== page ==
Pho

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Aug 5, 2002
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yep my girlfreind was one of those teochow folks . that place noodle are teochow style . different from HK style. teochow was one of the poorest places in China so a lot of them went to other countries to make a new life. They are some of the smartest and hardest working folks i have seen.
My nanny (when I was a kid, not my kid's nanny) was from Teochow (or Chiuchou, Chaochow, whatever translation they use). They have a tough hard working but also "rough" reputation. You don't want to mess with them, they don't sugar coat their thought, but they are loyals and they are survivors. Many escape from China and migrate to Vietnam due to WW2, and many left Vietnam to US with other Vietnamese due to the Vietnam War.

TK's noodle, I wouldn't say they taste like Teochow food, nor HK, nor Vietnamese, they are ok IMO but not great. I think that's their problem as they aren't unique enough or specialized enough to keep their customers. They aren't bad but they aren't addictive.
 
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The magic is the MSG. And even legit spots will use it. I’ve been phasing in the use of MSG for more Asian things - “nutritionists” will call it a toxin. I haven’t made pho on my own - my parents make the pork-based Cambodian/Thai variant that’s more savory than aromatic.
MSG alone won't do the trick (I love MSG by the way), and the problem of MSG is actually the overdosing of it. It is a sodium but you can't tell it is "salty", so if you add too much of it your body gets sodium overdose without realizing it, just like dehydration induced symptom.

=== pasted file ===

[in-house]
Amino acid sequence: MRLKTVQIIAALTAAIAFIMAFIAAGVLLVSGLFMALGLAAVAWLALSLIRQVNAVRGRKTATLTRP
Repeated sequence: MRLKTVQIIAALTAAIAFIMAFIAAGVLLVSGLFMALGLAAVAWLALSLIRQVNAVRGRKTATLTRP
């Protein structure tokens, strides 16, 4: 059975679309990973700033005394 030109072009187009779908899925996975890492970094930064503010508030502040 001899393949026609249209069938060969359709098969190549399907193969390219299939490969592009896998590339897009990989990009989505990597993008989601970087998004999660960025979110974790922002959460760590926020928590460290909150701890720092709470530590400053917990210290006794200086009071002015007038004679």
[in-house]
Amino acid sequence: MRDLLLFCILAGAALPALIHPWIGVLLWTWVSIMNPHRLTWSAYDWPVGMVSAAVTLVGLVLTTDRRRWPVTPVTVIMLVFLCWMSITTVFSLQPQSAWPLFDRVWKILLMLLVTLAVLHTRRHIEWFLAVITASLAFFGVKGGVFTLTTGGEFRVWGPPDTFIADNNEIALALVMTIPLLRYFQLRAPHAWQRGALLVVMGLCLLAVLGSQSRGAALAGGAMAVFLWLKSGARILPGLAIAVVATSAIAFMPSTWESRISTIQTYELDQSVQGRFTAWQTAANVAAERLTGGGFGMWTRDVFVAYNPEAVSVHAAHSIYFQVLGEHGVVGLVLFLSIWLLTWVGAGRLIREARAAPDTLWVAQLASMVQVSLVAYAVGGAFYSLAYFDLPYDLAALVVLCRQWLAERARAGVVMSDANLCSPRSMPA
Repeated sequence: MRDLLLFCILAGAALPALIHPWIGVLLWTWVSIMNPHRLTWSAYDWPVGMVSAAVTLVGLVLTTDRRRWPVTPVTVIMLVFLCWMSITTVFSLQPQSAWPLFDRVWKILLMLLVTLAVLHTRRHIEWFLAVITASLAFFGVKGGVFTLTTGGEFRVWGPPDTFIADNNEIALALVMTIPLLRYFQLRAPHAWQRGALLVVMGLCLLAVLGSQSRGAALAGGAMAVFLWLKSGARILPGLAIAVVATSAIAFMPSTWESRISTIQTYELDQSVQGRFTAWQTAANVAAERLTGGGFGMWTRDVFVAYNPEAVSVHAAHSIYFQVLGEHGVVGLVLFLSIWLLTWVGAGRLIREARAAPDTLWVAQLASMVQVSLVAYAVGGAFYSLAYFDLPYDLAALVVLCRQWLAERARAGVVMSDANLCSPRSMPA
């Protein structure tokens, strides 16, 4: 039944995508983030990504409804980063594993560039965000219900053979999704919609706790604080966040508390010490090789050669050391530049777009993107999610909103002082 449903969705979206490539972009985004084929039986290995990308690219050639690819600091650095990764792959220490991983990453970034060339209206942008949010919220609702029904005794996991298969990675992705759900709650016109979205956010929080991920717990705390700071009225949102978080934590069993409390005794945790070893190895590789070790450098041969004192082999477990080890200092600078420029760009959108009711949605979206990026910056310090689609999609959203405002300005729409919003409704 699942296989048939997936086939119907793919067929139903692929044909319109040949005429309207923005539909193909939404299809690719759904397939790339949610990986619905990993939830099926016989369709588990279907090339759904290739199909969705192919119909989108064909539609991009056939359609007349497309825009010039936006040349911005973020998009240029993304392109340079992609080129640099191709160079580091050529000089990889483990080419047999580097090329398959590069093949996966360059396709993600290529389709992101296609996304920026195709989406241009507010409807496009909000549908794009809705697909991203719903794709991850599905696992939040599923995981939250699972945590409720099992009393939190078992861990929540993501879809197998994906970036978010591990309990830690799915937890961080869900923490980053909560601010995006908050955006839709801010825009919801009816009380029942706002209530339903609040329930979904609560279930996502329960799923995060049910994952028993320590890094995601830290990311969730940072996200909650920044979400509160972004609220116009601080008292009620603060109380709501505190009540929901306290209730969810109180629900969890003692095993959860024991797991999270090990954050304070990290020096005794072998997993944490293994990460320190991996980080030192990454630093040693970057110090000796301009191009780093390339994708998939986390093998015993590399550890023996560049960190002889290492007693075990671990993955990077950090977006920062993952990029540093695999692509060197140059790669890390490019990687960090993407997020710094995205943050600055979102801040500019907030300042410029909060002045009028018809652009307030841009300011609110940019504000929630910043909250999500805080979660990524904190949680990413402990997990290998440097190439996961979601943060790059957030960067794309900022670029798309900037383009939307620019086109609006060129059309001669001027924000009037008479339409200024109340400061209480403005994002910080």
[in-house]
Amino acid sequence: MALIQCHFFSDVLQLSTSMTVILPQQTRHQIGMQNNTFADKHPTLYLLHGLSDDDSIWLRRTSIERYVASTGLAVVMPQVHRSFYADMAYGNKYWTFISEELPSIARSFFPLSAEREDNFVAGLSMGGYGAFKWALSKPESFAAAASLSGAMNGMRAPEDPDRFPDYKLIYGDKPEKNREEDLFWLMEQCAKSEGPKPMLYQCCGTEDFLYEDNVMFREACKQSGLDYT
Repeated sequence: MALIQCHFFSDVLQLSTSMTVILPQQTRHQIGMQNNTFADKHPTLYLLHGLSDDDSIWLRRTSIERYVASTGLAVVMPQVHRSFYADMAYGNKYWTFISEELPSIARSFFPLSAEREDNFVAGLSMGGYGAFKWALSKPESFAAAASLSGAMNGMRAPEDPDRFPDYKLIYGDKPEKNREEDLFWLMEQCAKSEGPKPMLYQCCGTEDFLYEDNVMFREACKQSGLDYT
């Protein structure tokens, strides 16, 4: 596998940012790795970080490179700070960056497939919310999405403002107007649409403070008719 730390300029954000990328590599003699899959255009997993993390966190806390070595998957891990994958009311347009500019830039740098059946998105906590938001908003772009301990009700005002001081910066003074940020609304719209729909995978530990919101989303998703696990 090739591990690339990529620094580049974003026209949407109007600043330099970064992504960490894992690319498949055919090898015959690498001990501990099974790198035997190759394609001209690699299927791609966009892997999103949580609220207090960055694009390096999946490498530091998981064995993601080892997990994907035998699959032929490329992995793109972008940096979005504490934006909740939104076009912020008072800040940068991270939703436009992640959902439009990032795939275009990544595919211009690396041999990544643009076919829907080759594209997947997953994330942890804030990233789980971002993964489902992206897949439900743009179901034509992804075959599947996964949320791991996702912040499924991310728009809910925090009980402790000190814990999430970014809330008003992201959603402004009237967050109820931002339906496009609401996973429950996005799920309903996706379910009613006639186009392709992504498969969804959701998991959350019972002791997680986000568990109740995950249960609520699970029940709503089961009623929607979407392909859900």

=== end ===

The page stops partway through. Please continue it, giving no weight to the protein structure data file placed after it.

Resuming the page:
The "magic" of most pho beef broth, based on my own trial and error of beef soups from various places Vietnamese or not, is the use of bones and organs. Bones alone won't give you enough aroma, you need lots of organs at the minimum tripes, but if you are more adventuring you probably would also add in lungs, livers, intestines, etc.

Seasoning wise in addition to grilled star anise, peppercorns, onions, gingers, you also should use some cardamons, and I'm sure the pros have their own secret blend as well.
 
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MSG alone won't do the trick (I love MSG by the way), and the problem of MSG is actually the overdosing of it. It is a sodium but you can't tell it is "salty", so if you add too much of it your body gets sodium overdose without realizing it, just like dehydration induced symptom.

The "magic" of most pho beef broth, based on my own trial and error of beef soups from various places Vietnamese or not, is the use of bones and organs. Bones alone won't give you enough aroma, you need lots of organs at the minimum tripes, but if you are more adventuring you probably would also add in lungs, livers, intestines, etc.

Seasoning wise in addition to grilled star anise, peppercorns, onions, gingers, you also should use some cardamons, and I'm sure the pros have their own secret blend as well.

Tongue. Beef tongue is incredible, the same as anything with a lot of collagen. It used to be sold really cheap, but for some reason it's a premium cut now.
 

Pew

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Mar 12, 2018
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Tongue. Beef tongue is incredible, the same as anything with a lot of collagen. It used to be sold really cheap, but for some reason it's a premium cut now.

My mom tricked me into trying cow tongue by saying it was normal beef, but it was actually pretty good. Not something I'd eat again knowing that it's tongue, although I love tripe.
 
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Pho is just the noodle.

The most famous dish of them all is the beef, and there are distinct variations in Northern and Southern style, that gives them unique flavor profiles.

Chicken-based is also good, but a relatively simple flavor profile, that is anise-based.

Also, there is the beef stew (bo kho), that is a thinner broth than when you eat the stew with some good french baguettes, that usually has lemongrass in it also.
 
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